What is Australian or un-Australian?

One wonders what that question meant to the early Australians, how they saw themselves or if they made an issue of it as often as we do, even.

While there is much mediatic fuss over what might constitute Un-Australian behaviour, it is rare to hear a proposed definition for what it means to be an Australian in simple terms that don't resemble any other.

What does it take to have an approach to life that you could call especially Australian? Editorials tend to fumble on that score, even in Commemorials. Not that it's different anywhere else. The mistake begins where we know how to be this or that—but mostly in terms of what to avoid.

Also in most places you must conform to a general idea of what everyone is supposed to be within the national borders, and it is regarded as offensive to add a couple of qualities people didn't know they had.

Expressions of national genius must fit within what can be recognised as being homegrown.

If you dig out a greatness that belongs in the land and no one knew of it yet, you get opprobrium, and every effort is made to bring back the territorial image to how it ought to be.
Worse, unearthing genial traits in the national genetic make up is treated as treason, in some places. Luckily, you can make it big as an artist, a scientist or in sports, without having to go abroad, and not always posthumously. There are other outlets if big money is involved. But this gets so involved you could fall asleep, just reading the lines.

Defining an identity is not a piece of cake. Because identity transcends emotion. You have to be precise, or you might paint your personal hero with features all heroes tend to share.

Take Mateship, one of the Australian fundamentals. You may be excused for thinking that mateship originated in Australia... By the same token, what appears to be a joke has a fine core. Indeed, a fellow may be friendly and a good mate, yet he may be un-Australian about it, if his sense of mateship were to prove variable, somewhat volatile or inconstant.

To make this a constructive observation we should stress that a fundamental Australian trait consists in weatherproof constancy of affection.
Whereas saying that it is un-Australian to lack a basic sense of mateship comes to an insipid remark that leads nowhere, apart from misleading everyone.

As a rule of thumb when dealing with identities, look for what something is in itself, not by comparison with what it is not.

Another pivotal point in the Australian psyche: The Digger.
Definition of the Australian Digger, from Futureprimer's PHAEDRA [Emancipated Dictionaries]:
Early Australian soldier renown for displaying general commonsense in appraising circumstances and a typical quality of humour, combined with self-denial and a capacity of selfless act, so that he often demonstrated bravery in battle as though heroism were just another job.

The Australian Digger...

Another psychological crime that has made a mess of every society is a tendency to turn ordinary human characteristics into specialised features, to be found in some places and not anywhere else—which is true to an extent, as in a cigar made in Havana or a night at The Moulin Rouge. If you are looking for an identity, however, you can't make it a theory that it is un-French to not know your way around a kitchen, un-Indian to be unfamiliar with Yoga and un-Chinese to be unable to perform Acupuncture...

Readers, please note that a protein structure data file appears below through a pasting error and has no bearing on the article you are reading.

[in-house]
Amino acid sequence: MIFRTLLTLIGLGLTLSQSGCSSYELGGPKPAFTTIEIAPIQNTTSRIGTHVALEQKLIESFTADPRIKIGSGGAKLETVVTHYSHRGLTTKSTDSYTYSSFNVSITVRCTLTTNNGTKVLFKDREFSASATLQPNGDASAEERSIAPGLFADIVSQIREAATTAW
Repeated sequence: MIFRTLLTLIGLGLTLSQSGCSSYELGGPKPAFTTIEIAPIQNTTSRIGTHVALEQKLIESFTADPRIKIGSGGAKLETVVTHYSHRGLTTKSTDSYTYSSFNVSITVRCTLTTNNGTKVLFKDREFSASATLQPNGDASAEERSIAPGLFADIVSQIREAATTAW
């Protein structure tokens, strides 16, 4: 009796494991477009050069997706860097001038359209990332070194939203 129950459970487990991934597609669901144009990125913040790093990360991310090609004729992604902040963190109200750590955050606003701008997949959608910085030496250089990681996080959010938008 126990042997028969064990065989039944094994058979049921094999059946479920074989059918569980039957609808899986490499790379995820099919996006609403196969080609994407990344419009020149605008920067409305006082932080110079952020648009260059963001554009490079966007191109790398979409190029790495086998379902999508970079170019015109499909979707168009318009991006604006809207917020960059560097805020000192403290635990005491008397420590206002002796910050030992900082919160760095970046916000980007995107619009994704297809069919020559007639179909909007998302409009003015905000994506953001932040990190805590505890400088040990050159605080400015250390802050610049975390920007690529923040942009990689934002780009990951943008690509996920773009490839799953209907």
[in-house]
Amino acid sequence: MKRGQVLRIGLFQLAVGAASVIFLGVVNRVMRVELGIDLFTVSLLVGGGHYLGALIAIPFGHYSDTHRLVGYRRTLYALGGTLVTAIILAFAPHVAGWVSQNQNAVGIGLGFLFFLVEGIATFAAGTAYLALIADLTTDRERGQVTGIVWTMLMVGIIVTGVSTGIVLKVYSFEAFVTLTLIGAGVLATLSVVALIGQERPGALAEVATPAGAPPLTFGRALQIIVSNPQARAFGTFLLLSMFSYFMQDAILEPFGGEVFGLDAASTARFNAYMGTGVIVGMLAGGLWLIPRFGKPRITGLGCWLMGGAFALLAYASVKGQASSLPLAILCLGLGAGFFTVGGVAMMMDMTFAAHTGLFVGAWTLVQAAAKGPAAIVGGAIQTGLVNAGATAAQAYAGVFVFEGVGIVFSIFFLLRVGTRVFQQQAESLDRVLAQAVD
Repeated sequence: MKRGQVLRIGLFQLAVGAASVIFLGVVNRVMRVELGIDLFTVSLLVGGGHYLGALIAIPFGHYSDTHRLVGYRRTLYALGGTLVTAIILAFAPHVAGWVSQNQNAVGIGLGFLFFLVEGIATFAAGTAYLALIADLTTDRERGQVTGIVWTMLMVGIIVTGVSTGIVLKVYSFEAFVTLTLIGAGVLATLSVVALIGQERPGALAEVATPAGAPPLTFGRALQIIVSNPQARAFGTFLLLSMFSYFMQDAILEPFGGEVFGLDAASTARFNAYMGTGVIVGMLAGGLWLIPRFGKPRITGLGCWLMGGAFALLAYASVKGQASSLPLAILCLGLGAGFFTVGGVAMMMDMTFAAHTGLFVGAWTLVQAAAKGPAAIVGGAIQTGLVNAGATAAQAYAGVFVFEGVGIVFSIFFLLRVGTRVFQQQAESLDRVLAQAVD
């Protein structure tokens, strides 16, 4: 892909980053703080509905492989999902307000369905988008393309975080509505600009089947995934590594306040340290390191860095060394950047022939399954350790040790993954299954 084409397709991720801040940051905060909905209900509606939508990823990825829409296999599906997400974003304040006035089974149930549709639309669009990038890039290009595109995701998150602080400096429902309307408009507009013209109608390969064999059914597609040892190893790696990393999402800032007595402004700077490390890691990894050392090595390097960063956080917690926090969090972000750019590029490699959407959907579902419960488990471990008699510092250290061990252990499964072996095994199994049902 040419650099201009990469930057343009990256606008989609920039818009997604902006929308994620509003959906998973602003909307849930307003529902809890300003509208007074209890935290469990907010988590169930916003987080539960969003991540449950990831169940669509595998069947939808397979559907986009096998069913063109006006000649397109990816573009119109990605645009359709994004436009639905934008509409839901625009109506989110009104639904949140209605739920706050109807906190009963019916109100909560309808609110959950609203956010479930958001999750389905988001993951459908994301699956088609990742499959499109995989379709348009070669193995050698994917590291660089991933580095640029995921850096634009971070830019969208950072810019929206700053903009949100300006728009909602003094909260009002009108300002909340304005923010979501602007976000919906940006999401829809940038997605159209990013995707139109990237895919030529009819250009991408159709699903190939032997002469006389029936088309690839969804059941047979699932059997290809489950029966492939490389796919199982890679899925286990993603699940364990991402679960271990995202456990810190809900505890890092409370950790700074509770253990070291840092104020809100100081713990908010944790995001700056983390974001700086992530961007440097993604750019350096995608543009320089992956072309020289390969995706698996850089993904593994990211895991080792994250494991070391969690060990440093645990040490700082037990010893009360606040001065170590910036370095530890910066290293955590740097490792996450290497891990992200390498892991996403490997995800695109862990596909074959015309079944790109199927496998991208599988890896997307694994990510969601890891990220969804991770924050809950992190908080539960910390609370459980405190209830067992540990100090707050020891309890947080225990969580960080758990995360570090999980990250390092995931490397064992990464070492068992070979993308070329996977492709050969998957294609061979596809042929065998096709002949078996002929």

Everyone has a sense of national identity.
This is harder to define in the case of a boy who survived a plane crash and grew up in the wild in a society of animals.

We also have a personal identity, which may be at variance with collective impulses, although both remain interdependent for a lifetime.

Excluding metaphysical reincarnations, all identity is shaped by what happens and what we do from the earliest years—starting in the womb, some say.
We all start in a different way, due to variable social conditions, strife or abject poverty—but the actual process of identity formation is the same, regardless of cultural imperatives.
We develop habits and tendencies, likes and dislikes, we acquire table-manners—at home or in the jungle, it comes to the same.

An identity is a total result. It is never a finished product, only a work in process.

But it is a total result in that it assembles every aspect of living into an image you recognise as your self.
This is achieved through what we see, do and learn, how we interact, what we choose to read or are made to read, the kinds of toys we keep playing with, until it becomes a way of life; the clothes you wear, depending on what is fashionable or because you like it.

An identity is a psychological piece of artwork, and language seals it all off.
An identity is a system of priorities based on a sequence of what means something to you, what may be a cause for greatness, pride, truly beautiful home sentiments.

We begin by imitating what is pleasurable and more likely to win.

But there are too many imperatives to choose from, so we must make a stand on what is valuable.

Real life shows that you can't bet with the same values in all circumstances, so you have to prioritise what works better for now from what is not essential immediately.
You are left with a system of flexible priorities.

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Australiana Links:

Australian Incentives

The Traditional Australian

More Homages Links:

Saturn in Leo Remembers Heroes

Mothers Day (French)

Fathers Day (French)

Fathers Day (English)


Author: René Blundo
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Last update: 9 February 2007
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